You may be overexcited to nail that new pole trick or combo. You practice days and nights to get it. However, it is important to give your body a rest. Here’s why:
Any form of exercise consumes energy and oxygen. Sweating leads to fluid loss and your muscle fibers are ’broken down’ to some extent. The purpose of recovery is to give your body the rest it needs to build and reinforce muscle tissues after a workout. Recovery refers to the process the body uses to rebuild after the workout. After a satisfactory recovery, your body performance will improve. We call this overcompensation, meaning an increase in performance compared to prior training.
Recovery and overcompensation are two sides of the same anabolic process. You cannot expect any noticeable progress after every workout. It is a sum of the average overcompensation over time which then gives a noticeable and measurable performance increase. This is why you only see significant progress after a while. The time required for full recovery and overcompensation depends on the amount of exercise, your training background and status. Food and sleep are other key elements. Also mental factors are important, as mental stress can lead to sleep problems and loss of appetite. If you start exercise again before your recovery and overcompensation process is complete, you will not see any significant progress in your training. Remember to rest and take a good care of your body.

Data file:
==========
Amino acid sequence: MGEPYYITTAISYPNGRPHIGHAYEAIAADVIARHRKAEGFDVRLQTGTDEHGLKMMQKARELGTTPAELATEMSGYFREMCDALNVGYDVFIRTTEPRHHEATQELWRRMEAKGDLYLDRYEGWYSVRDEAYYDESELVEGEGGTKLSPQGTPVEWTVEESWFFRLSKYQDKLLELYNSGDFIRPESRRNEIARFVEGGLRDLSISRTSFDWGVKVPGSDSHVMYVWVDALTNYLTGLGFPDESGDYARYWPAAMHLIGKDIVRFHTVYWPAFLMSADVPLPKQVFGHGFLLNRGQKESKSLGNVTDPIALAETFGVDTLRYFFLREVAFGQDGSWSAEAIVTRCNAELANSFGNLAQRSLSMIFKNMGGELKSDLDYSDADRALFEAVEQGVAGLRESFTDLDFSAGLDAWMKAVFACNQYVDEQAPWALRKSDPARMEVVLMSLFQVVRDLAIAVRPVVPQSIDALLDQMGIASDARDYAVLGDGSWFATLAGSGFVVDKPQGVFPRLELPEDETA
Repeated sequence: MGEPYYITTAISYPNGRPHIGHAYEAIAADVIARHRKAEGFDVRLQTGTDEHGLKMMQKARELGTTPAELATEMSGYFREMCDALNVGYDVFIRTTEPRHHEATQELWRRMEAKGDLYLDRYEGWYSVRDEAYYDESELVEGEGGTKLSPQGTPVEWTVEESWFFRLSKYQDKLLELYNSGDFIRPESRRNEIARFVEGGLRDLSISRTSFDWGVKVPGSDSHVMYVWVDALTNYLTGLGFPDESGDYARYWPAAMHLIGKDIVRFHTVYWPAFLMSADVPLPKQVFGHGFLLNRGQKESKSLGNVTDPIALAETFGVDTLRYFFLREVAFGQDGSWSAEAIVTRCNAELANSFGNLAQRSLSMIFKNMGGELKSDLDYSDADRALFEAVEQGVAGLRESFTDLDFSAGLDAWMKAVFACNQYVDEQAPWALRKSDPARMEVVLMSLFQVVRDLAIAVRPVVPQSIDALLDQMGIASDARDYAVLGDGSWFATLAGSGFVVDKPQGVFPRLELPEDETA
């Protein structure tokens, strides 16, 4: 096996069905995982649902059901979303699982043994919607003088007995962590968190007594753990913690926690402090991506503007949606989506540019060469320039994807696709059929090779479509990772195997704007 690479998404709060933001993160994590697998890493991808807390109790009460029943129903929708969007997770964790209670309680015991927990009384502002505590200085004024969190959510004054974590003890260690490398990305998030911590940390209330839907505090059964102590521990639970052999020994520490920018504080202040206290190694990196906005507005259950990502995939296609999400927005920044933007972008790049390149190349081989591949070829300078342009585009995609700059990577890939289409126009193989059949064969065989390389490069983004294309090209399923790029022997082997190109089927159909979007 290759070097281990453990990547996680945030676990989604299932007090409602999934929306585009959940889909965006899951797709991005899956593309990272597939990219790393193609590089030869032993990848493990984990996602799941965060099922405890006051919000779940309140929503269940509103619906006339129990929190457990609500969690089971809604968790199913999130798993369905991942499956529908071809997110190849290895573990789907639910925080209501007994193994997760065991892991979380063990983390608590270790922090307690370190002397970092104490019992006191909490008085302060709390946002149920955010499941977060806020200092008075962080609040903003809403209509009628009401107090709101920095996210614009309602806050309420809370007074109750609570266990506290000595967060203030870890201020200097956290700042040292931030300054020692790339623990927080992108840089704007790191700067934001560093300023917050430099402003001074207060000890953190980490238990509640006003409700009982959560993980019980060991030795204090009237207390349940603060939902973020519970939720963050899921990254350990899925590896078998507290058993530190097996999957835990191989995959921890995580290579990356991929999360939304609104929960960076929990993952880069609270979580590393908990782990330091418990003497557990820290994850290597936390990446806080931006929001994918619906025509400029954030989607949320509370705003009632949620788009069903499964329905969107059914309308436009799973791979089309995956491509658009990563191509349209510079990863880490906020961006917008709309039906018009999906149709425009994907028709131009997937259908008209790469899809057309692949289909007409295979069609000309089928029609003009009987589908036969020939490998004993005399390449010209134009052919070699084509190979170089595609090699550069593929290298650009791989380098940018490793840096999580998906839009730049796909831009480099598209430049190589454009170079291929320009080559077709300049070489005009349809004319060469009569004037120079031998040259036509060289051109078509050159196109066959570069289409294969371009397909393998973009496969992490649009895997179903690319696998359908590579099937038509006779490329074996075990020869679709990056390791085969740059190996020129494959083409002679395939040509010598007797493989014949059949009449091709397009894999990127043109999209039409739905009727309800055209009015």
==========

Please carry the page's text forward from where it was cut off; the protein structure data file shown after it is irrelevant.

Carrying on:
In this figure below, you will find how much rest your body needs based on different workout intensities, which is measured by the percentage of maximum rate of oxygen (VO2 max) consumption during exercise. The higher percentage of maximum rate of oxygen consumption is, the more intensity your workout is.
This is only an indication of how much rest your body requires based on workout intensity. It is hard to measure how much oxygen your body consumes during each workout, unless you are doing in it a lab with a group of experts around you. Listen to your body. Fatigue and tiredness mean your body isn’t ready yet. If you still have the urge to move, opt for some light stretching, go for a swim or take a long walk.
Happy training (and resting)!
Written by Mai Phan
Mai Phan is the owner of Pole in Style, an online store providing apparel and training tools for pole dance (www.poleinstyle.com). She also works as a personal trainer in Oslo, Norway and is a certified pole fitness instructor, IPSF judge and President of the Norwegian Pole Sport Federation. Mai has been doing pole dance since 2012 and loves how it has given her self confidence and belief in herself. Follow her personal page here.